Mitsubishi is considering electric or plug-in hybrid version of the new L200 pickup from the mid-2020s, with customer migration accelerated by improving technology and the spiralling cost of complying with diesel emissions regulations.
Koichi Namiki, programme director for the pickup, stressed that diesel remains a good fit in a segment where torque, durability and cost of ownership are the main customer demands. Although electric motors can offer the required performance, the range, cost, weight and size limitations of the batteries is a short-term issue.
However, he added, the tightening compliance and the cost associated with the required upgrades to diesel engines, and ongoing improvements to battery technology, could tip the balance in favour of electrification within the next few years.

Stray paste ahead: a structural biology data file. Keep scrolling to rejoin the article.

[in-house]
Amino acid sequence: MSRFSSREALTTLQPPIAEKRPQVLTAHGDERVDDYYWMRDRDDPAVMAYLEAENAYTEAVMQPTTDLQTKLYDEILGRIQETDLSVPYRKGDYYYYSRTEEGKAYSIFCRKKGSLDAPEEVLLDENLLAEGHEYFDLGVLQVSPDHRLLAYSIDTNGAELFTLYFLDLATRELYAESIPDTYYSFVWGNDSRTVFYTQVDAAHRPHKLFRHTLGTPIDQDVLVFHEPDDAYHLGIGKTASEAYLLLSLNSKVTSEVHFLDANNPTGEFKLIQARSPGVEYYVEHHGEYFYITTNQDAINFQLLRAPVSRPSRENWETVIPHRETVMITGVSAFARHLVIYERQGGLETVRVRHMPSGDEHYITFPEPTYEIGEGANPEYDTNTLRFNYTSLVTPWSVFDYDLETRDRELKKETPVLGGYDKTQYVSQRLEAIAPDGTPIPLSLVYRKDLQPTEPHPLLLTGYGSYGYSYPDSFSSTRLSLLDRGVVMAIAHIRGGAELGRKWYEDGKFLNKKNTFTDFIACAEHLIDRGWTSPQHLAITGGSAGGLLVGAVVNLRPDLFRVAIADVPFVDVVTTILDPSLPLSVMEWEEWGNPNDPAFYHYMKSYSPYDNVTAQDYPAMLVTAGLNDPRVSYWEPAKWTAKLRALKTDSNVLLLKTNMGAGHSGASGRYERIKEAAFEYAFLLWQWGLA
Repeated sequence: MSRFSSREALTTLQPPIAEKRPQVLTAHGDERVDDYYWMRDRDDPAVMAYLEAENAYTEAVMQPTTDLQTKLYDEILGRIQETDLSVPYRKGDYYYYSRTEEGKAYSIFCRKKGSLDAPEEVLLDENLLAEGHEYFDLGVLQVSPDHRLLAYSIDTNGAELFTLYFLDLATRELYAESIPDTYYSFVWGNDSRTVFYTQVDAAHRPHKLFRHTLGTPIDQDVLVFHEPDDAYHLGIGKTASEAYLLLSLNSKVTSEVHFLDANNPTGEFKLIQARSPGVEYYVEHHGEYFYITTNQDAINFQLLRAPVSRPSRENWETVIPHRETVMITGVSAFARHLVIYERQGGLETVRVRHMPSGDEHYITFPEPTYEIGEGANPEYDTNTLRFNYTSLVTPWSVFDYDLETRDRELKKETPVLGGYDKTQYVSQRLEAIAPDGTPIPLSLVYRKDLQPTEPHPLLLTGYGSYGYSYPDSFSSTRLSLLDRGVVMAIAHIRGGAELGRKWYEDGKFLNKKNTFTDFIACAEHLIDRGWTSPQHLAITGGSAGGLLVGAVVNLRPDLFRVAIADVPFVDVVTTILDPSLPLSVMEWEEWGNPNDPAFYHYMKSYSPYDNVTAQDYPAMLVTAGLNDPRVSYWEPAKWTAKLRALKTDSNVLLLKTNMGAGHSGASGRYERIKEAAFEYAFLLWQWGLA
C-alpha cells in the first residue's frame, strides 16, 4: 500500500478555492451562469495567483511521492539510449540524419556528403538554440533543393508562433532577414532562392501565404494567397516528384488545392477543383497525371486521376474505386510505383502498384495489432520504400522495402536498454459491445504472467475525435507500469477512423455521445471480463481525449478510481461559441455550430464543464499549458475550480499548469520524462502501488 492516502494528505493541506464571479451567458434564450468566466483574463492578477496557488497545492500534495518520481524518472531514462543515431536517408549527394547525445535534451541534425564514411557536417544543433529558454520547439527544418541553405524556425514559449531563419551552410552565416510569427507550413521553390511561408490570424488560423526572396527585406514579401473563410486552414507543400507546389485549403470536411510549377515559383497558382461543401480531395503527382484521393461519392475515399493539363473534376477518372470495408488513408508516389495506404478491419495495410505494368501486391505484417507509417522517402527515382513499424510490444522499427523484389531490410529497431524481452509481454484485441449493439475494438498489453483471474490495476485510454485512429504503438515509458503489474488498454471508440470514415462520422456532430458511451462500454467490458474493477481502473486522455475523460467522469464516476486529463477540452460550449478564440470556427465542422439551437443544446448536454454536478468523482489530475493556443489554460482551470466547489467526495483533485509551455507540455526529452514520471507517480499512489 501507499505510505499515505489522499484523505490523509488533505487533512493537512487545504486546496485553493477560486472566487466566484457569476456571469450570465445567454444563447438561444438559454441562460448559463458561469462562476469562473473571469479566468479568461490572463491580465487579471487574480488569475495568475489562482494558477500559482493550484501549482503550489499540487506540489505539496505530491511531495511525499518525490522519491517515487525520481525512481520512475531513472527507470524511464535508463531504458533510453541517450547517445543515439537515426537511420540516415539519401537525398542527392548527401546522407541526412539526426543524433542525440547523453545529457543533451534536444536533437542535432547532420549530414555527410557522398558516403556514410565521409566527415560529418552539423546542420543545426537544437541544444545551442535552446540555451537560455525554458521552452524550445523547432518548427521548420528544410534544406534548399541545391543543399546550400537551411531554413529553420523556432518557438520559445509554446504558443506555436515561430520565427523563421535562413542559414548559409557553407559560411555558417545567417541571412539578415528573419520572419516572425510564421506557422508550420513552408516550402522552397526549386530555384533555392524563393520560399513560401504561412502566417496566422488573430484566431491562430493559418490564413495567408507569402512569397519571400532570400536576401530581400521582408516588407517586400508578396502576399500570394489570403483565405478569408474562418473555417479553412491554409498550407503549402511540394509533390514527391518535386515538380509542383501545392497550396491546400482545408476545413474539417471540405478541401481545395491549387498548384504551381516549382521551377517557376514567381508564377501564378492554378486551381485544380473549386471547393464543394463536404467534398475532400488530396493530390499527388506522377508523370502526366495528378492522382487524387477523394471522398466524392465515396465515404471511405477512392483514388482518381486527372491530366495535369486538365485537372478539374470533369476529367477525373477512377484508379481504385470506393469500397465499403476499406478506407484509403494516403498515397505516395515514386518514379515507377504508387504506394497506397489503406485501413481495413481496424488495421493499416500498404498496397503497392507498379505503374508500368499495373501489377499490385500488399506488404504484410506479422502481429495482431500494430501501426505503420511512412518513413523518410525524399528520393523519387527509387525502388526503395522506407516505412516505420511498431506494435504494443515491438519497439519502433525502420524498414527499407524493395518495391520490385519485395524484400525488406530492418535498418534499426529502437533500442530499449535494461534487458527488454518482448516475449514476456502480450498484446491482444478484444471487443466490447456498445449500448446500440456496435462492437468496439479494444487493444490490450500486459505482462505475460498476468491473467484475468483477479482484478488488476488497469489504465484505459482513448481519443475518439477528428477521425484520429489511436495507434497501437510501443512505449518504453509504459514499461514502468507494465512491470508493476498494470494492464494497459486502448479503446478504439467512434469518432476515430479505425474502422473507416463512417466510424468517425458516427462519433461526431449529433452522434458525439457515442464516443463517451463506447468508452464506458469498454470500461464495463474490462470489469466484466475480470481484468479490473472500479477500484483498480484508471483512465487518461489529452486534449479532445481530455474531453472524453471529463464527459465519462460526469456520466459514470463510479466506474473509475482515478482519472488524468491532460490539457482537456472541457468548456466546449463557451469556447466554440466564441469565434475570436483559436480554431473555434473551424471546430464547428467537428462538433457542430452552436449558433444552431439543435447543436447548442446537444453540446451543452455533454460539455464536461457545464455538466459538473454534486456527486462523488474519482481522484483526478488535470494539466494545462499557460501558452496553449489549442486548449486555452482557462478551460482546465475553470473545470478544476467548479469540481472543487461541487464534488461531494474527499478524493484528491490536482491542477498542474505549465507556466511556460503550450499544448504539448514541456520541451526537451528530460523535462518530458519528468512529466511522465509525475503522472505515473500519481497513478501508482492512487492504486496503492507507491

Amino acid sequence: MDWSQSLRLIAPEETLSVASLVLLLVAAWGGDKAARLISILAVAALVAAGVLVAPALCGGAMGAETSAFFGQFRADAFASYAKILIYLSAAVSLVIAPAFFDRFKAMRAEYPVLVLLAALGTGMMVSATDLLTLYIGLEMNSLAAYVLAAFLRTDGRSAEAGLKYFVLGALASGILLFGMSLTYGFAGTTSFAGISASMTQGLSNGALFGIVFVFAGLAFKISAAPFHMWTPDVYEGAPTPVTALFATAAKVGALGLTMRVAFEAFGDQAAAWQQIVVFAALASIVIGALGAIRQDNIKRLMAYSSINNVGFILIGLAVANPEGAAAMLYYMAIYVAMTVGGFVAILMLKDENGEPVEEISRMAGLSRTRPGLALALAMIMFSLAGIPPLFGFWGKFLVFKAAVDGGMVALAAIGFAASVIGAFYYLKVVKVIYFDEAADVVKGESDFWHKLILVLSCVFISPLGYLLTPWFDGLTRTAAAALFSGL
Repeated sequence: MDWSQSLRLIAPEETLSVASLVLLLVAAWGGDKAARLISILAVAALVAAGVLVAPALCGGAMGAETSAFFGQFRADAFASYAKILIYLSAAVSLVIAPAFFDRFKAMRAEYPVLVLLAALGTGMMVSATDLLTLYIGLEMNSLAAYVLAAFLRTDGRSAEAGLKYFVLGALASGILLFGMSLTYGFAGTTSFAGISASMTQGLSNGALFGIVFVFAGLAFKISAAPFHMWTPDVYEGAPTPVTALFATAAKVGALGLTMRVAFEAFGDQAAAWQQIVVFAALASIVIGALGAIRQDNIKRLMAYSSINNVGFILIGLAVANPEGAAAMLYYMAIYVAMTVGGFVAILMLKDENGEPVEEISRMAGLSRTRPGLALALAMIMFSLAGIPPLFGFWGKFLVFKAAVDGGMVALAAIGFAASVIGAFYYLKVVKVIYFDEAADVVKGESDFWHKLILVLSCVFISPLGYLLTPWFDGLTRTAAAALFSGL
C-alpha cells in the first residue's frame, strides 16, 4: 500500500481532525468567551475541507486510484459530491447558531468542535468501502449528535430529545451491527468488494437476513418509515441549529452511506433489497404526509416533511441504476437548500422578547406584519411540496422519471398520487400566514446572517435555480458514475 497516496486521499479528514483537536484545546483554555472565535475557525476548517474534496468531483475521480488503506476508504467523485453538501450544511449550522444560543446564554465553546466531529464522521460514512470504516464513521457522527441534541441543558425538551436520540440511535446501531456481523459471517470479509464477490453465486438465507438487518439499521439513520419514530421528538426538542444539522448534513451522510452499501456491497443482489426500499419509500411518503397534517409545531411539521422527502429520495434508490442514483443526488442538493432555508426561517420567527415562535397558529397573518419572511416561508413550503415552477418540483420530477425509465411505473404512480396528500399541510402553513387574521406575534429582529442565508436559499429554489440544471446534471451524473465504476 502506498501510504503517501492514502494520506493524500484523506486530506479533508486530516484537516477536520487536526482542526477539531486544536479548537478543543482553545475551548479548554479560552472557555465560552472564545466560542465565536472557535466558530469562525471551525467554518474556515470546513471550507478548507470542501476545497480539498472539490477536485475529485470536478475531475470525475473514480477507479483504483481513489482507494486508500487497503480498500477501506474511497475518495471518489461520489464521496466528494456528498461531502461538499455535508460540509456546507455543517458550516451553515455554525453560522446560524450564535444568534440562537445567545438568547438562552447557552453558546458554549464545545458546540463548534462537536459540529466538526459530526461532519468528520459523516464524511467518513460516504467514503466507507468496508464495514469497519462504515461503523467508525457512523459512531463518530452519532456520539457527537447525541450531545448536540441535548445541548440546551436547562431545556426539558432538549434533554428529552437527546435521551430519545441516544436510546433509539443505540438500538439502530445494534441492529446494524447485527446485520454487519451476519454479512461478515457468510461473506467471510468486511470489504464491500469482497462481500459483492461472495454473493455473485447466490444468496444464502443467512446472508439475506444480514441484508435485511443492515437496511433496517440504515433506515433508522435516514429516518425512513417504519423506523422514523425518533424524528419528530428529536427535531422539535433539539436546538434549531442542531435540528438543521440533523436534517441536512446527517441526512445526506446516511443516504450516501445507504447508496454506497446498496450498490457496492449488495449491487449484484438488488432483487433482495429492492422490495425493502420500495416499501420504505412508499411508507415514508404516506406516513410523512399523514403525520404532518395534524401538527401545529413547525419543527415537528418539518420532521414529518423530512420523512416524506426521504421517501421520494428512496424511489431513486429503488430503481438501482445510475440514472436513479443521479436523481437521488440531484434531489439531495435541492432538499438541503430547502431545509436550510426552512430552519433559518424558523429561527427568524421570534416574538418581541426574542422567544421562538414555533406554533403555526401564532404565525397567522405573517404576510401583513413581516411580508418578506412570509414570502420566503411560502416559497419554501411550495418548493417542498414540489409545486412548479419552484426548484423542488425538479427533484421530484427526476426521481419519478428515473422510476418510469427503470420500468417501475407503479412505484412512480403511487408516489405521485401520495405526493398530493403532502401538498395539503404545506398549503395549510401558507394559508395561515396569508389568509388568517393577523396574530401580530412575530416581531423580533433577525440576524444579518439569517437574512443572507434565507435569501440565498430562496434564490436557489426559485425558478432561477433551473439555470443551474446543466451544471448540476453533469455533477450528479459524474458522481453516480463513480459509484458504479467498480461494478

“[Electrification] is naturally a long way in the future,” he said. “Pickup trucks are working trucks, they have to be as inexpensive as possible. As you can imagine, diesel engines require a lot of technology [to meet emissions regulations]. So it’s going to become very expensive rapidly, so sometime in the future maybe an electrified vehicle will be less expensive than a diesel.“
It’s a view echoed by corporate vice president of product strategy, Vincent Cobee, who expects PHEV technology from the company’s SUVs to be introduced into commercial vehicles within the next 5-10 years. And, he added, regulatory changes could make this happen very quickly.
“What’s happening in Continental Europe might tip the equation,” he said. “Pickup regulation is forcing the deal. The customer wants torque and towing capacity – fuel economy is a checkpoint, but it’s not the key driver. My assumption is we will live with diesel until Euro 7, and it will become tough between Euro 7 in 2023 and [EU corporate average fuel economy] requirements in 2025. That’s where things might tumble, and they might tumble so quickly that 48-volt would be skipped.”